Brief examples of topics covered in the units :
For DEM513; Global humanitarian ecosystems; humanitarian reform agenda at global and regional levels; crisis leardership; asking the risk leadership questions; understanding decision making models; humanitarian/ disaster diplomacy; civil military coordination; post disaster need assessment methodology; risk communication; how to do consulting in humanitarian emergency and disaster management; humanitarian technology for effective response.
DEM514: Sociological and anthropological approaches risk and disasters; system theory; complexity theory and social network application in disaster and emergency studies; advanced livelihoods analysis; end to end global and local disaster early warning systems; cultural response to risk and disasters; participation and DRR; social exclusion and disaster reduction; psychology of disaster risk; behaviorial economics and disaster risk;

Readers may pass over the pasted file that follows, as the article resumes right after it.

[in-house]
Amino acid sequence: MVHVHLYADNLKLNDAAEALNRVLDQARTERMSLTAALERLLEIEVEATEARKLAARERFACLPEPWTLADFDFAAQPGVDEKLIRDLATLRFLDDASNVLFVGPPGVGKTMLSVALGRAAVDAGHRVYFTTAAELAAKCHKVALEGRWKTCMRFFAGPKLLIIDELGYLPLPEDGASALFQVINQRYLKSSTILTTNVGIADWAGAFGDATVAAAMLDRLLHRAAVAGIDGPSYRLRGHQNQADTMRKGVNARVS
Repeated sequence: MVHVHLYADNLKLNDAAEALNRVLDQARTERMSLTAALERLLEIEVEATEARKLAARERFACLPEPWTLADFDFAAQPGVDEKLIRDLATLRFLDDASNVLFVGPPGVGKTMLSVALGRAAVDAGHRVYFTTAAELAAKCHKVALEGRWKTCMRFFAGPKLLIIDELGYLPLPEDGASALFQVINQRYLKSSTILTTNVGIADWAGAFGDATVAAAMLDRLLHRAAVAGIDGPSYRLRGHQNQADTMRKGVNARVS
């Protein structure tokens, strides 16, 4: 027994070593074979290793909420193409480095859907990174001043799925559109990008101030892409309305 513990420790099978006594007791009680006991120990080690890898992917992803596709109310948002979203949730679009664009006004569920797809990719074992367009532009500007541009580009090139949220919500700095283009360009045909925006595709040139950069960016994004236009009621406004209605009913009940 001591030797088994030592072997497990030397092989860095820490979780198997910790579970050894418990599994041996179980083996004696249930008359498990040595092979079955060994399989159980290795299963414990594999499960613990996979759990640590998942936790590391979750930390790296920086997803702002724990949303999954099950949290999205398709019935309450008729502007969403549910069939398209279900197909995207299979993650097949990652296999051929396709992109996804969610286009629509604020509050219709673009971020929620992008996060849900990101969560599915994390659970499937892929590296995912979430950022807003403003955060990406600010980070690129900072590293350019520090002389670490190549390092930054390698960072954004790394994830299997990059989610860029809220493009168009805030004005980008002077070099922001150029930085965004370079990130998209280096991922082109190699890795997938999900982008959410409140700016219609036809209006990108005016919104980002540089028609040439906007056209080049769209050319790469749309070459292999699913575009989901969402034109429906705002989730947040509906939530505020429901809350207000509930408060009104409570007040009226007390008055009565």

DEM615: Reflective practice concepts and theories in humanitarian emergency and disaster management; Students’ reflective case studies writing projects could be: critical reflection of recent disaster interventions; critical reflection on a particular risk communication strategy; evaluation of recent civil protection and emergency responsees to terrorism in Europe; How to start an NGO?
Disaster studies allows me to understand how the world operate in both crisis and ‘normal situation’ scenarios and how to fix the world both situations. For example, before one tries to understand how public administration and bureaucracy work under crisis and emergencies, as a student in disaster resilience studies, he/she must try to establish the ‘baseline’ condition of ‘normal situation’ and how to fix it before the risk become unmanageable and manifested into disaster and crisis. By doing so, disaster management students have the privilege to look at the realities from the two lenses or scenarios. In theory, students studying resilience should be one step ahead of a generic public administration students or traditional social science students’ understanding of the reality.